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Methods. 2001 Jul;24(3):257-77.

Intein-mediated ligation and cyclization of expressed proteins.

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New England Biolabs, Inc., 32 Tozer Road, Beverly, Massachusetts 01915, USA.


Protein splicing is a posttranslational processing event that releases an internal protein sequence from a protein precursor. During the splicing process the internal protein sequence, termed an intein, embedded in the protein precursor self-catalyzes its excision and the ligation of the flanking protein regions, termed exteins. The dissection of the splicing pathway, which involves the precise cleavage and formation of peptide bonds, and the identification of key catalytic residues at the splice junctions have led to the modulation of the protein splicing process as a protein engineering tool. Novel strategies have been developed to use intein-catalyzed reactions for the production and manipulation of proteins and peptides. These new approaches have broken down the size limitation barrier of chemical synthetic methods and are less technically demanding. The purpose of this article is to describe how to use self-splicing inteins in protein semisynthesis and backbone cyclization. The first two sections of the article provide a brief review of the distinct chemical steps that underlie protein splicing and intein enabled technology.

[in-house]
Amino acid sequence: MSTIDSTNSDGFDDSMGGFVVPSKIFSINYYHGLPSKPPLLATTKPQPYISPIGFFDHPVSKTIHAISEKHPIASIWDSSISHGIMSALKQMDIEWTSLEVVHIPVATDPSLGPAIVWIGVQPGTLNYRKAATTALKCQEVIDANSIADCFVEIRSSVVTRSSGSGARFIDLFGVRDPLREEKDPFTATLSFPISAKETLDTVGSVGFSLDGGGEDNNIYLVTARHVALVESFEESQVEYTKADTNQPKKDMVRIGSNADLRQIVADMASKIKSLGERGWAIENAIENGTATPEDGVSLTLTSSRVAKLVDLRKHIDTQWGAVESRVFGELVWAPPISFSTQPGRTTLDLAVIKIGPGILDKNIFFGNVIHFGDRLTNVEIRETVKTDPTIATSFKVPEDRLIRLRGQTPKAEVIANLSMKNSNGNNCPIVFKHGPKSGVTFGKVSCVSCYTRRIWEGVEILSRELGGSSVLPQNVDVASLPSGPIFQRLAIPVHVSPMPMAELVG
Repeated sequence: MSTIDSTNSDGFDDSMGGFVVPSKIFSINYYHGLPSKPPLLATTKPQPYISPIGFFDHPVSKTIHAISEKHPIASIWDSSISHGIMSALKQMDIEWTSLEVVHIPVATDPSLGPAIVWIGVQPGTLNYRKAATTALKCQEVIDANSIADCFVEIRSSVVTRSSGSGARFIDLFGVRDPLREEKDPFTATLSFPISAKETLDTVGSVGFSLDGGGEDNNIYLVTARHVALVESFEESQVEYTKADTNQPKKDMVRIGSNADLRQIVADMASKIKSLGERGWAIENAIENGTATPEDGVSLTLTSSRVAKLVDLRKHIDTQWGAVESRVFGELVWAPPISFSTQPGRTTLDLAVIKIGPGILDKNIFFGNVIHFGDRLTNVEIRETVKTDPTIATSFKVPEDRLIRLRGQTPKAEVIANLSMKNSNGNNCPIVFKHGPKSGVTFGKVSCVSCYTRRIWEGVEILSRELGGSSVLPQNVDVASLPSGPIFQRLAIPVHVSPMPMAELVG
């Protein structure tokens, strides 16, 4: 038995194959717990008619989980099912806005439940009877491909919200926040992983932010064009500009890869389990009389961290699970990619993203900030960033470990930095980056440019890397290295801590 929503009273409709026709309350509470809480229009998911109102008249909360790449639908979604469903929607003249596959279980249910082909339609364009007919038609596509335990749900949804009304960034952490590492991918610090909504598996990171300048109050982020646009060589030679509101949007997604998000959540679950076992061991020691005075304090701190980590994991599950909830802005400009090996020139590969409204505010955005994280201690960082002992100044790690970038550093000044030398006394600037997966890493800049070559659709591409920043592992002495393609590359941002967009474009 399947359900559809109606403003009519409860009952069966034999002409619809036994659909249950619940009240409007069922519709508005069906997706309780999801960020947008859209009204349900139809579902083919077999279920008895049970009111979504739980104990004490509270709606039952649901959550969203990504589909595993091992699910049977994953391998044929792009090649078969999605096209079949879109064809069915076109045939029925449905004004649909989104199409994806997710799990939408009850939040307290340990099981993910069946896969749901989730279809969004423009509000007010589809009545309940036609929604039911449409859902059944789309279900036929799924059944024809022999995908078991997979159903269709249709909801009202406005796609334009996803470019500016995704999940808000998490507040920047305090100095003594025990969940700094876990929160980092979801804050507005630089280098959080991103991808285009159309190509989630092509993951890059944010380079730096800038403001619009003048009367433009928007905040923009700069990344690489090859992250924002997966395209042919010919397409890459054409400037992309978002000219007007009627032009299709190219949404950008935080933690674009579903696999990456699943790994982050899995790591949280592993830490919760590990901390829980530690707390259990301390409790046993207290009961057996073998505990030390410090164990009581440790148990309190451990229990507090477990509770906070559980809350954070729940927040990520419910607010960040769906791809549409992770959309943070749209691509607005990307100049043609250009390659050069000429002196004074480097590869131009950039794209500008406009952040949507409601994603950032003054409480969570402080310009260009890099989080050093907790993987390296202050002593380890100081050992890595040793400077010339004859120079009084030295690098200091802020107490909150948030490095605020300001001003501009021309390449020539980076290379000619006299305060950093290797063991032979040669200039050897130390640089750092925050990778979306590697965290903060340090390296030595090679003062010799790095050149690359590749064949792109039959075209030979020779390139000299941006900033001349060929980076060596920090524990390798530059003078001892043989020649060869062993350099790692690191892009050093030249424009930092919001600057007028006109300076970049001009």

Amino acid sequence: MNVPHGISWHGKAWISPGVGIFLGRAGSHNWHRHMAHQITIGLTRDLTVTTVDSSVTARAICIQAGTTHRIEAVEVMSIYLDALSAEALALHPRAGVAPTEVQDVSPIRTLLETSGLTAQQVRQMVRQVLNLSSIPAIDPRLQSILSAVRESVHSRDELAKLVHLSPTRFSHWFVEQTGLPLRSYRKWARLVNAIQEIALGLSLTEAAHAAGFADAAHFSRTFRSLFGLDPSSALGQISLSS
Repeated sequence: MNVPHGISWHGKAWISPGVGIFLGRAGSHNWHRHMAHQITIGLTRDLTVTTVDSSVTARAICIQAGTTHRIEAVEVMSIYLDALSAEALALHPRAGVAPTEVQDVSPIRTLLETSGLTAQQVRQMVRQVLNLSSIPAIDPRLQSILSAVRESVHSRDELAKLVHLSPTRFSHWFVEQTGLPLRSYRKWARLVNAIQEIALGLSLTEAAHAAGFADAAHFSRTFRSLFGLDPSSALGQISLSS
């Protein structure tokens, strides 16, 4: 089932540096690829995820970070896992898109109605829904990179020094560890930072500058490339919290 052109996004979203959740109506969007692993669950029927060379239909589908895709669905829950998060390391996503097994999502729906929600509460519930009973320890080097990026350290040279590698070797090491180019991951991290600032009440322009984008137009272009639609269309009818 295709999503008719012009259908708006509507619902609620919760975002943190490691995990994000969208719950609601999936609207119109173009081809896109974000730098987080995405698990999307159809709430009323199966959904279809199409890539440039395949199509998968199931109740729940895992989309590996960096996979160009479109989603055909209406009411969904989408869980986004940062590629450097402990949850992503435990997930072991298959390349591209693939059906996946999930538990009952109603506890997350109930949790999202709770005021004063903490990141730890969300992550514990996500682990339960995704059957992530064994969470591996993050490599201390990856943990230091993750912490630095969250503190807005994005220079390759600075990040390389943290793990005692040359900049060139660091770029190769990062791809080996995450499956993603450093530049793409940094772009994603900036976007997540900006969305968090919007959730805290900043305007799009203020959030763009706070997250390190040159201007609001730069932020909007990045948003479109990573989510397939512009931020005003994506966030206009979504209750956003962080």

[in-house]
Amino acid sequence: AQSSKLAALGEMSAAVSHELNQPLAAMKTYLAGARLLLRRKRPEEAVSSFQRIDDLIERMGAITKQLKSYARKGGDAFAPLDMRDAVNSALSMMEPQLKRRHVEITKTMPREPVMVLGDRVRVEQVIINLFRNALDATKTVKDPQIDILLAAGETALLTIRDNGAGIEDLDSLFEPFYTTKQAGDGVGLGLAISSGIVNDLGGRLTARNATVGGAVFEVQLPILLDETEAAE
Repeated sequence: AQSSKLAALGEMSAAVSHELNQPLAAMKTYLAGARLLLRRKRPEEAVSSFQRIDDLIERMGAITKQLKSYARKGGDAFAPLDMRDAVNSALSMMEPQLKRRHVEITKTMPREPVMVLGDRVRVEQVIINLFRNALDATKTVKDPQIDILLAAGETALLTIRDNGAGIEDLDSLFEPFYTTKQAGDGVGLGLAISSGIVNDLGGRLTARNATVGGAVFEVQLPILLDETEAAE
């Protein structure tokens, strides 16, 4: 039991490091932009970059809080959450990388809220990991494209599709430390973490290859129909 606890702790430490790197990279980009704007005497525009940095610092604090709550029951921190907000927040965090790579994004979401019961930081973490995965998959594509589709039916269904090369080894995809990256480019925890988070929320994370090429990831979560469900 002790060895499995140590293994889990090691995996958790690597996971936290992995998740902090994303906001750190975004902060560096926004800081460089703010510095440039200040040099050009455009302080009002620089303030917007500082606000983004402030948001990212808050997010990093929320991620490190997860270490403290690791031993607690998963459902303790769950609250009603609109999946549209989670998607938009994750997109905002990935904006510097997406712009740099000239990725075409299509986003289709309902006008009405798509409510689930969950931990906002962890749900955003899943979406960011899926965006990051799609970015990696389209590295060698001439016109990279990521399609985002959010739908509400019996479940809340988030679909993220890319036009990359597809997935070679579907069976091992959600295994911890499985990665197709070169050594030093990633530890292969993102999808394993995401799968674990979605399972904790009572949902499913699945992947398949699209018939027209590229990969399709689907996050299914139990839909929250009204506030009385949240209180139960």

[Indexed for MEDLINE]

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